Many subsequent years as a high school and college student backpacking with a Eurail
pass through Europe on a meager budget every summer preceded
and ensued with occasional visits to his parents' modest 12th-century
watchtower in Tuscany to work using his otherwise useless muscle for money in return for restoring
tall thick crumbling walls of medieval and even Etruscan origin.
Our humble 3-floor watchtower (bottom floor had been for horses) on the town walls of a hilltop village in Tuscany near Florence, Siena, and overlooking San Gimignano. Next to a modest a garden, with views overlooking endless hills, grape vineyards, olive trees, lush green fields, and other Medieval towns — with ancient thick stone walls, upon which Gregory worked like Hercules to pay for many summer travels as it was very slowly restored while seeking to retain the soul.
Between the ages 18-22 Gregory enjoyed other summers that included sleeping on a Rome rooftop that overlooked the Castel Sant'Angelo and the skyline of The Eternal City while reading in Italian, listening to the music of Vivaldi, Scarlatti, and Verdi, after memorable days and nights walking through the lively streets and squares eating gelato with Romans at Giolitti.
During one of his many odysseys through Greece, on an extremely hot day, Gregory visited the Ancient amphitheater of Epidaurus at Peloponnese, and imagined acting in a play by Sophocles, Aeschylus, or Euripides 2500 years ago — he had seriously contemplated becoming a likely hungry actor during his student years.
Gregory's academic background includes a bachelor's degree in a self-created curriculum centered on the History of Ideas, an extremely humbling and deliberately challenging interpretative study of various geniuses across the ages. In addition, he wrote his thesis on French Symbolist poetry while at Hampshire College, taking most core classical and modern literature and philosophy courses at Amherst College, Smith College, and Mount Holyoke College as part of the unique and unparalleled Five College Consortium in Amherst, Massachusetts.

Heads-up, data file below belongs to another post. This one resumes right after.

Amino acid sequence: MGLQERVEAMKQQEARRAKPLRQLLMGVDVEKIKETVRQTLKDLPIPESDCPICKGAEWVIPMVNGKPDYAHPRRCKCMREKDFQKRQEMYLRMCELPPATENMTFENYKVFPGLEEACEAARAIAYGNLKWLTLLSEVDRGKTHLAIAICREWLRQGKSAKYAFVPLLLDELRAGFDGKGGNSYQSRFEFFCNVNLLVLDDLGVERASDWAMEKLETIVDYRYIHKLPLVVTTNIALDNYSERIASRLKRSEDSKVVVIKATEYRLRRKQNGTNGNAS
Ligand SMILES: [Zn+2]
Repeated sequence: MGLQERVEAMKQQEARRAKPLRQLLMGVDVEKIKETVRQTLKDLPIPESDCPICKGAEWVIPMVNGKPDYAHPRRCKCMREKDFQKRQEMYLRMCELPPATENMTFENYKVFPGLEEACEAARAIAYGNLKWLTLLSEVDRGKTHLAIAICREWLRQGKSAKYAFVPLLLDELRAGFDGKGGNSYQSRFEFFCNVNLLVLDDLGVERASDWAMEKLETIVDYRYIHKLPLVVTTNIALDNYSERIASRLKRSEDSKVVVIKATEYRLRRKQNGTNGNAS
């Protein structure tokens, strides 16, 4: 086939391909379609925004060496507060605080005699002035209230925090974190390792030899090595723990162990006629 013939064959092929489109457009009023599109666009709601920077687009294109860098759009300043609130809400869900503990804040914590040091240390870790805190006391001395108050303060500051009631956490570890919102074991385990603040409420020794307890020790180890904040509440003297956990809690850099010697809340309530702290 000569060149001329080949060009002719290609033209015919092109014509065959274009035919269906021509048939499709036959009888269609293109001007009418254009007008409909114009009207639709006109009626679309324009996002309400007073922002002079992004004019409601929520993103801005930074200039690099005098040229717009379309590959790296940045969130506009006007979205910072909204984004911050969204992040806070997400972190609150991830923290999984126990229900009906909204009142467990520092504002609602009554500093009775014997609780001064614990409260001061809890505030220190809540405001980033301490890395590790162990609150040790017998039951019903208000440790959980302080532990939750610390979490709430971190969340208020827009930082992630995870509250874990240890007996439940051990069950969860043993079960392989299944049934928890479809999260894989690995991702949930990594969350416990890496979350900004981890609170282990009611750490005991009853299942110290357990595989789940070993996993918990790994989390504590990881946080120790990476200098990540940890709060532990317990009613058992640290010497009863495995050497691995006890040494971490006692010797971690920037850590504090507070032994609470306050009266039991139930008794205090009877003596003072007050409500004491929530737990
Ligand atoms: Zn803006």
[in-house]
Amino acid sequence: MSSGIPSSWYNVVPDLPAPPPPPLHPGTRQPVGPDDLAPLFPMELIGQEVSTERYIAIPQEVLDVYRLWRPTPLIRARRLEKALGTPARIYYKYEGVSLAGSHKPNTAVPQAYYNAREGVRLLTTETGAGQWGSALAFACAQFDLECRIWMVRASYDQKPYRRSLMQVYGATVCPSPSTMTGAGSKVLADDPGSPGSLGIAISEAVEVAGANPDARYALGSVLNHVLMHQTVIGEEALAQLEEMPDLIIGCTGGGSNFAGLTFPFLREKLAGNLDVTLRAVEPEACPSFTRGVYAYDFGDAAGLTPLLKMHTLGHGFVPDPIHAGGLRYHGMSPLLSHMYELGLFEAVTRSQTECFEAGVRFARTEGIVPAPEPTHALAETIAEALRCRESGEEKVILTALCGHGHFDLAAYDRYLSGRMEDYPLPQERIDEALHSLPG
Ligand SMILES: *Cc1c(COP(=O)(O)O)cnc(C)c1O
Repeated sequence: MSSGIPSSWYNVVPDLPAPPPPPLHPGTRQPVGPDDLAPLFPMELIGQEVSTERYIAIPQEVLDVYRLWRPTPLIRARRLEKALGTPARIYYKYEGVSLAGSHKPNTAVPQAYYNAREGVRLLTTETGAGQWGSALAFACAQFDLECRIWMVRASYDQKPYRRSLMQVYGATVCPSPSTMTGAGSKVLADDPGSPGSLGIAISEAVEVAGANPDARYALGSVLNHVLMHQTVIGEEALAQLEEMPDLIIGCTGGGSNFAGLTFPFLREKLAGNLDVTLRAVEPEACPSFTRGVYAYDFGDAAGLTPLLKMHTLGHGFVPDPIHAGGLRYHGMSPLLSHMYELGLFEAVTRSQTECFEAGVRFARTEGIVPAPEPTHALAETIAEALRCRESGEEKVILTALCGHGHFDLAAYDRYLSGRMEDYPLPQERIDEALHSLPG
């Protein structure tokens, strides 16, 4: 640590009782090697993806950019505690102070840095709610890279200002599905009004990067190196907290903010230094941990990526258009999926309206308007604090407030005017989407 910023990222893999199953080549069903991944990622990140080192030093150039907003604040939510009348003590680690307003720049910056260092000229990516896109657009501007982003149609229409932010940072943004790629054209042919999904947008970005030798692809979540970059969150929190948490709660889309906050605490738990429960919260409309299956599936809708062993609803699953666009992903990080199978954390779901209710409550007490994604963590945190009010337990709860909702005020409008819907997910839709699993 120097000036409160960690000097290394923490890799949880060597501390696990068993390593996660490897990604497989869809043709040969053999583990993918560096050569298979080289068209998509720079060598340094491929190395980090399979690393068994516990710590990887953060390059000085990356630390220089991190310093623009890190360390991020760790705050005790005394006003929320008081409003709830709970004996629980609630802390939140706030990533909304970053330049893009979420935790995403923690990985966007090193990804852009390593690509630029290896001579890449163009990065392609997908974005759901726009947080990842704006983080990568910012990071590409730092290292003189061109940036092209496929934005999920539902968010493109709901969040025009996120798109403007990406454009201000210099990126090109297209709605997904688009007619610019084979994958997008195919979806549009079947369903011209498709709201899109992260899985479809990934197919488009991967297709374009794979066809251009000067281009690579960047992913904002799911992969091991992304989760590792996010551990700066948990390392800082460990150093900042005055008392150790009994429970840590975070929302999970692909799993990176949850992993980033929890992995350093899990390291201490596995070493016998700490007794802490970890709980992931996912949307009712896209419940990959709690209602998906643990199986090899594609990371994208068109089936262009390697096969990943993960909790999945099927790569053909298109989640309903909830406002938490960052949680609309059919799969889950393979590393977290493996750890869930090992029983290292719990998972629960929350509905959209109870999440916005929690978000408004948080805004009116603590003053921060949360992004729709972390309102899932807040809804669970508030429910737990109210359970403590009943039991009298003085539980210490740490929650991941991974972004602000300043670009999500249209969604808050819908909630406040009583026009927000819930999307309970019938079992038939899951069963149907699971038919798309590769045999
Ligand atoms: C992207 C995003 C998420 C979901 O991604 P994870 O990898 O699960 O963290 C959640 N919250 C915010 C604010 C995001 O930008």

Hubbs undertook intensive
graduate studies at the University
of Paris, Sorbonne, in French and Comparative Literature and German Idealist and Existential Philosophy. While living
in Paris, he read voraciously in several languages and visited
museums daily while walking the city.
He attended numerous seminars and talks at the University of Paris, Collège
de France, Institut Catholique de Paris, Science Po, École normale supérieure, and elsewhere with
then-fashionable philosophers and critical theorists such as Michel
Derrida, and Gilles Deleuze as well as poets/essayists such as Yves
From his diverse education and through the profound influence of his parents and the many famous artists, writers, intellectuals, and academic friends who came to dine at our house, as my European mother cooked so well with boundless intellectual energy, while my father was a wine connoisseur with a very warm, wise, and witty personality, Gregory was raised to be an intellectual with a keen sense of idealism, irony, and the absurd. As a result, Hubbs recognizes that our relatively brief time on earth and the opportunities to learn, think, and enjoy life are not a motivation for travel as a competition to count countries visited, but instead for cultural adventures, sensitive observation, meeting locals and expats alike, and always respectful communal celebrations.
After many years wandering the world solo and en famille, Gregory first studied at University of California, Berkeley Extension and then consulted in Information Technology in San Francisco and New York City, which still allowed for extensive long-term travel and financial freedom but somewhat restrained the desired total immersion in the passionate pursuit of interests overseas while honoring his father's influential work. Now editor-in-chief, he is pleased to travel as much as possible while working with experts in their respective fields, professional travel writers, and contributing freelancers towards continuing the evolution of TransitionsAbroad.com as a premier no-nonsense web publication dedicated to work, study, travel, living, internships, and volunteering abroad.
In 2014, he was honored with an invitation to the Obama administration's initiative to get young Americans to go abroad in greater numbers for a variety of reasons at the White House Travel Summit on Study Abroad and Global Citizenship.
Immensely proud to be the son of Dr.
Clay Hubbs, the founding editor, and publisher of Transitions
Abroad Publishing, Inc. (founded 1977). Gregory Hubbs
assumed the role of web content editor in 2004 and Editor-in-Chief
in 2010. Gregory seeks to bring his father's years of visionary
work to a broader domestic and international audience, while
ultimately extending the scope of the original mission by
adding his own extensive experience and expertise, which is evolving
from travel and learning at all stages of his life.
To contact Gregory Hubbs and interview him, you may email him at firstname.lastname@example.org.